project_presentations_reports_source_code [ECE1724S: Programming Massively Parallel Graphics Processors with CUDA]
Programming Massively Parallel Processors Using CUDA Site Home Page
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FOREX Analysis Using GPUs

John Pazelli, Tijmen Tieleman
Electrical Engineering, Computer Science
john.pazelli AT utoronto.ca, tijmen AT cs.toronto.edu

Abstract We will describe our project in 250 words or less: We used a GPU to efficiently optimize the parameters to various technical indicators often used on chart analysis for currency trading. Issues encountered include: the limited amount of shared memory; how to precompute some values using parallelism; how to distribute tasks over the multiprocessors; and figuring out where the GPU is needed and where it isn't.

  • Presentation: None available.
  • Report: (pdf).
  • Source code: (zip).

Force Directed Placement: GPU Implementation

Bernice Chan, Ivan So, Mark Teper
University of Toronto
bernice521 AT gmail.com, i.so AT utoronto.ca, mark.teper AT gmail.com

Abstract Automated graph drawing remains a difficult placement and layout problem. This problem is difficult in part due to the complexity of formulating good algorithms to draw graphs which are aesthetically pleasing for human visualization. In this project, we implemented a force-directed placement algorithm using CUDA that will solve the graph layout problem by using an energy minimization technique. This work aims to demonstrate the performance advantage of a GPU implementation as compared to a CPU implementation. Taking advantage of the inherent parallel computational power in the GPU and with some additional memory bandwidth optimizations for our algorithm, the GPU implementation was able to achieve up to a 58x speed-up as compared to the CPU.

Neural Network on CUDA

Daniel L. Ly, Volodymyr Paprotski, Danny Yen
Department of Electrical and Computer Engineering, University of Toronto
lyd AT eecg.toronto.edu, paprots AT gmail.com, danny.yen AT utoronto.ca

Abstract This project focuses on how GPUs can be used to take advantage of the inherent parallelism in neural networks to provide a better implementation in terms of performance. We focused on the Restricted Boltzmann machine, a popular type of neural network. The implemented algorithm resulted in a computational speed of 672 million connections-per-second and a speed-up of 66-fold over an optimized C++ program running on a 2.83GHz Intel processor.

Implementing a Speech Recognition System on a GPU using CUDA

Omid Talakoub, Astrid Yi
University of Toronto, University of Toronto
omid.talakoub AT utoronto.ca, astridyi AT gmail.com

Abstract Speech recognition engines can be used in many different applications. An example of such an application is the execution of uttered commands by aircraft pilots to alleviate their workload. All the practical applications rely on the achievement of very high recognition accuracy. Two of the prominent methods include dynamic time warping and hidden Markov model. This paper examines an implementation of the dynamic time warping algorithm with mel scale frequency cepstral coefficients on a graphics processing unit (GPU) using CUDA. By offloading some of the work from the CPU to the GPU, it is shown that this approach is feasible and yields a speed increase of a factor of 5.8.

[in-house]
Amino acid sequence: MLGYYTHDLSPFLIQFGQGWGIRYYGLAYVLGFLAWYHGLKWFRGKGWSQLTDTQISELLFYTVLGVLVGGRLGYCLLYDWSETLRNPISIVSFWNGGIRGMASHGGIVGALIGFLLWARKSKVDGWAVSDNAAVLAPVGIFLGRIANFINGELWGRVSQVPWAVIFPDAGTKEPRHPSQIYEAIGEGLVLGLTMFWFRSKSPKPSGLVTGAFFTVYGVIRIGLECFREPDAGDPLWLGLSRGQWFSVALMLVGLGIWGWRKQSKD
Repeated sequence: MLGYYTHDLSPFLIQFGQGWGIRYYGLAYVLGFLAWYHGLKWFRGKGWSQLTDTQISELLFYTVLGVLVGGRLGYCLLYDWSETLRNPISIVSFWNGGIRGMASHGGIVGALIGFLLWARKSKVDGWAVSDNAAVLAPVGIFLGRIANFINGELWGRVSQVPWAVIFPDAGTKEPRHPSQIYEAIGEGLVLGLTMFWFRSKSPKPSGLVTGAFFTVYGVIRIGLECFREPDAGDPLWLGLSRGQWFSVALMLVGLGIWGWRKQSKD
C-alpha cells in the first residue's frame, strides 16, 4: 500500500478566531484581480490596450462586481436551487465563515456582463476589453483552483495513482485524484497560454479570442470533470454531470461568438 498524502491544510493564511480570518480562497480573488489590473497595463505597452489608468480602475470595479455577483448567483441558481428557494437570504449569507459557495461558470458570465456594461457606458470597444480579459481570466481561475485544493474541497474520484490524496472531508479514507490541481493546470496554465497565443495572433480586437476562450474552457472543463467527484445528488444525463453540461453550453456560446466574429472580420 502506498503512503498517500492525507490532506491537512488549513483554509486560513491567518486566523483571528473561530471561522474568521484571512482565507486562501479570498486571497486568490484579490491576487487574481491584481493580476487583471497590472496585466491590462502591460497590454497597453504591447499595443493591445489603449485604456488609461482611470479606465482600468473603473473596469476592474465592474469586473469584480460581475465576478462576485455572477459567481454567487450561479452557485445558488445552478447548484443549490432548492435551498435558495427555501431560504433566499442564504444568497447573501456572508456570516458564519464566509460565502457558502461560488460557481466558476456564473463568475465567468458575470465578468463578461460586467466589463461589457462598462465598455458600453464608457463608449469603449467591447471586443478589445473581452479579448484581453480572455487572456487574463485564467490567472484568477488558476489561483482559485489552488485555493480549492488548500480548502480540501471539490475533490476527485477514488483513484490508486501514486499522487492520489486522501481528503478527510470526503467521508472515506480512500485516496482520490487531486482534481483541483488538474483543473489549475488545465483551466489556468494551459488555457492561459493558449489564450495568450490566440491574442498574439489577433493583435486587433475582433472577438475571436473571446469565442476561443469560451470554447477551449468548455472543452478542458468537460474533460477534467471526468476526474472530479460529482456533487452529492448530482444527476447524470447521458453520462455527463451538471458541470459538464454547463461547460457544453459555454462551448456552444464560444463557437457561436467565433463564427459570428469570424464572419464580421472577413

Speeded-Up Speeded-Up Robust Features

Paul Furgale, Chi Hay Tong, Gaetan Kenway
University of Toronto Institute for Aerospace Studies
paul.furgale AT utoronto.ca, ctong AT utias.utoronto.ca, kenway AT utias.utoronto.ca

Abstract Feature detection and matching is one of the fundamental problems in low-level computer vision. Given a series of images of the same object, feature detection and matching algorithms try to (1) repeatably detect the same point of interest in every image, regardless of the scale and orientation of the object, (2) match each point of interest from one image with the same point in another image. Feature detection and matching forms the basis for many higher-level algorithms such as object recognition, robot navigation, panorama stitching, and three-dimensional scene modeling. The Scale Invariant Feature Transform (SIFT) has become the standard algorithm for this task. However, while its performance is impressive on difficult matching tasks, it is too computationally expensive to use in online or real-time applications. In response to this, Bay et al. created the Speeded-Up Robust Feature (SURF), which uses an integral image (essentially a 2D prefix sum) to approximate many of the calculations in the SIFT algorithm. The SURF algorithm is much faster than SIFT but it is still not fast enough to use in real-time applications. Our interest is the use of feature detection an matching to enable autonomous robot navigation. To this end, we have implemented a pure CUDA version of the SURF algorithm. Our implementation exhibits a 3 to 40 times speedup (depending on the compute capability of the hardware) and we have verified its correctness through rigorous comparison with a parallel CPU implementation.